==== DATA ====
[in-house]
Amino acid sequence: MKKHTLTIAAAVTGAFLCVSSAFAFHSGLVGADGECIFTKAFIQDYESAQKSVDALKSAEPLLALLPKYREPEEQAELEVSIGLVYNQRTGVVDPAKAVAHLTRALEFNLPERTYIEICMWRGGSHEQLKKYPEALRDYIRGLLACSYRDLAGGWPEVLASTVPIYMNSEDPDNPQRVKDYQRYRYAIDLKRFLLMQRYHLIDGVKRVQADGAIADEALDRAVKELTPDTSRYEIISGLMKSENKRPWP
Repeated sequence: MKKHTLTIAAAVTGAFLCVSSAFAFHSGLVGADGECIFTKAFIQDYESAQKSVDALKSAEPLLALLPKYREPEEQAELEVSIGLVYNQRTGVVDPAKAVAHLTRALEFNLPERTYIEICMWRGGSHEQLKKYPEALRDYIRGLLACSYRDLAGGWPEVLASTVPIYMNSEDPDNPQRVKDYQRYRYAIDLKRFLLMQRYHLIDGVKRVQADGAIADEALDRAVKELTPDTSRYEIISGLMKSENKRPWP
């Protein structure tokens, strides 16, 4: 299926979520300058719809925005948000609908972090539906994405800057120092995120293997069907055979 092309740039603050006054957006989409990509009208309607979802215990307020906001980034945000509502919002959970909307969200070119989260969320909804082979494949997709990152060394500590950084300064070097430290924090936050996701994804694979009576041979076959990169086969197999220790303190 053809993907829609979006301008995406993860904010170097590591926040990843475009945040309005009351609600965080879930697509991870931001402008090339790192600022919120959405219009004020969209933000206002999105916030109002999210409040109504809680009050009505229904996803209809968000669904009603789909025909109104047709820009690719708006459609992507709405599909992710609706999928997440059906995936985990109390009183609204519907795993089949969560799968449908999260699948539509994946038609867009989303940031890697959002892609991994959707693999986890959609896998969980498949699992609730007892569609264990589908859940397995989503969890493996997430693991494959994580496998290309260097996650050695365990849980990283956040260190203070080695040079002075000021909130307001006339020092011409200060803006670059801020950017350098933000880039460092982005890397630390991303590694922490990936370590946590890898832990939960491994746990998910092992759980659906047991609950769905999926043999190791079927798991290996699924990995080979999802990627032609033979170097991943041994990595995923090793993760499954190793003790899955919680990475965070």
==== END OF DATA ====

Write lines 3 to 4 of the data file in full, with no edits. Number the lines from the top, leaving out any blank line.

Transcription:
Repeated sequence: MKKHTLTIAAAVTGAFLCVSSAFAFHSGLVGADGECIFTKAFIQDYESAQKSVDALKSAEPLLALLPKYREPEEQAELEVSIGLVYNQRTGVVDPAKAVAHLTRALEFNLPERTYIEICMWRGGSHEQLKKYPEALRDYIRGLLACSYRDLAGGWPEVLASTVPIYMNSEDPDNPQRVKDYQRYRYAIDLKRFLLMQRYHLIDGVKRVQADGAIADEALDRAVKELTPDTSRYEIISGLMKSENKRPWP
């Protein structure tokens, strides 16, 4: 299926979520300058719809925005948000609908972090539906994405800057120092995120293997069907055979 092309740039603050006054957006989409990509009208309607979802215990307020906001980034945000509502919002959970909307969200070119989260969320909804082979494949997709990152060394500590950084300064070097430290924090936050996701994804694979009576041979076959990169086969197999220790303190 053809993907829609979006301008995406993860904010170097590591926040990843475009945040309005009351609600965080879930697509991870931001402008090339790192600022919120959405219009004020969209933000206002999105916030109002999210409040109504809680009050009505229904996803209809968000669904009603789909025909109104047709820009690719708006459609992507709405599909992710609706999928997440059906995936985990109390009183609204519907795993089949969560799968449908999260699948539509994946038609867009989303940031890697959002892609991994959707693999986890959609896998969980498949699992609730007892569609264990589908859940397995989503969890493996997430693991494959994580496998290309260097996650050695365990849980990283956040260190203070080695040079002075000021909130307001006339020092011409200060803006670059801020950017350098933000880039460092982005890397630390991303590694922490990936370590946590890898832990939960491994746990998910092992759980659906047991609950769905999926043999190791079927798991290996699924990995080979999802990627032609033979170097991943041994990595995923090793993760499954190793003790899955919680990475965070």